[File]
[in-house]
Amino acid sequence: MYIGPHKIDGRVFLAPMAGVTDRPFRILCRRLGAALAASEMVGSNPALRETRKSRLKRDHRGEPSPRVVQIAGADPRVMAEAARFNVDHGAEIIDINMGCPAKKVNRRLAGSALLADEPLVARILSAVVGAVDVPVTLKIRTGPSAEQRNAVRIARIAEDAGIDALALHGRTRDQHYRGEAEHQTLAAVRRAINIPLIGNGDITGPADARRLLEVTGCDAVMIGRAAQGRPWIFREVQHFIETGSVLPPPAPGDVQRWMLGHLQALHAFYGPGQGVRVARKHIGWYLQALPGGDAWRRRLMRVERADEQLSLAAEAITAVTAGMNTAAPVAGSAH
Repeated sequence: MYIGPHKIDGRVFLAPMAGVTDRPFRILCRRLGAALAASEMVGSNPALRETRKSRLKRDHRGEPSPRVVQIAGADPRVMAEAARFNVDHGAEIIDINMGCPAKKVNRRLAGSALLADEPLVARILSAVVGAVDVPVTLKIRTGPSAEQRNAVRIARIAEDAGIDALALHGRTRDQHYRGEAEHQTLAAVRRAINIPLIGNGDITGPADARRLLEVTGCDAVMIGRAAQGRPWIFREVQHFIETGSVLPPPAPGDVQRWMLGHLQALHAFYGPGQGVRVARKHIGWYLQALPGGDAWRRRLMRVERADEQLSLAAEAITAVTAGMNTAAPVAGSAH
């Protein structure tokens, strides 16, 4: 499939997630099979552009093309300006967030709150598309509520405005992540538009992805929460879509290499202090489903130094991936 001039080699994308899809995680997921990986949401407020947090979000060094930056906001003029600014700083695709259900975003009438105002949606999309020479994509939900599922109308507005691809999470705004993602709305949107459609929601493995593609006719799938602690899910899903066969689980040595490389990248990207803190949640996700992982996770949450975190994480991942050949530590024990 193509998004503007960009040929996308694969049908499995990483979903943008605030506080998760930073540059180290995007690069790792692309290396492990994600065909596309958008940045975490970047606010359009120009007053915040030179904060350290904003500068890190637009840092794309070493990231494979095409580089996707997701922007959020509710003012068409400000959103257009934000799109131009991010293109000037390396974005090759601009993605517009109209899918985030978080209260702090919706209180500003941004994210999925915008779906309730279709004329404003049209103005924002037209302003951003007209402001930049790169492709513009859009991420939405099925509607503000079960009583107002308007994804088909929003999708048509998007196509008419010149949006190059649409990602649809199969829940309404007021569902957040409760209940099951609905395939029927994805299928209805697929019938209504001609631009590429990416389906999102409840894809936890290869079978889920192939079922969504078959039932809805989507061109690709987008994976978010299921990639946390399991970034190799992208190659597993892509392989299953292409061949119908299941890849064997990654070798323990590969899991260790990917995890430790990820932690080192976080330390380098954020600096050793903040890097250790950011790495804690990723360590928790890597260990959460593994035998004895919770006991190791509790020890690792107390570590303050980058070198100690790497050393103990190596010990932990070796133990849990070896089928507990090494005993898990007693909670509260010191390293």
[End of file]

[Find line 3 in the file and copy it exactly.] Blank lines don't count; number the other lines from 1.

Repeated sequence: MYIGPHKIDGRVFLAPMAGVTDRPFRILCRRLGAALAASEMVGSNPALRETRKSRLKRDHRGEPSPRVVQIAGADPRVMAEAARFNVDHGAEIIDINMGCPAKKVNRRLAGSALLADEPLVARILSAVVGAVDVPVTLKIRTGPSAEQRNAVRIARIAEDAGIDALALHGRTRDQHYRGEAEHQTLAAVRRAINIPLIGNGDITGPADARRLLEVTGCDAVMIGRAAQGRPWIFREVQHFIETGSVLPPPAPGDVQRWMLGHLQALHAFYGPGQGVRVARKHIGWYLQALPGGDAWRRRLMRVERADEQLSLAAEAITAVTAGMNTAAPVAGSAH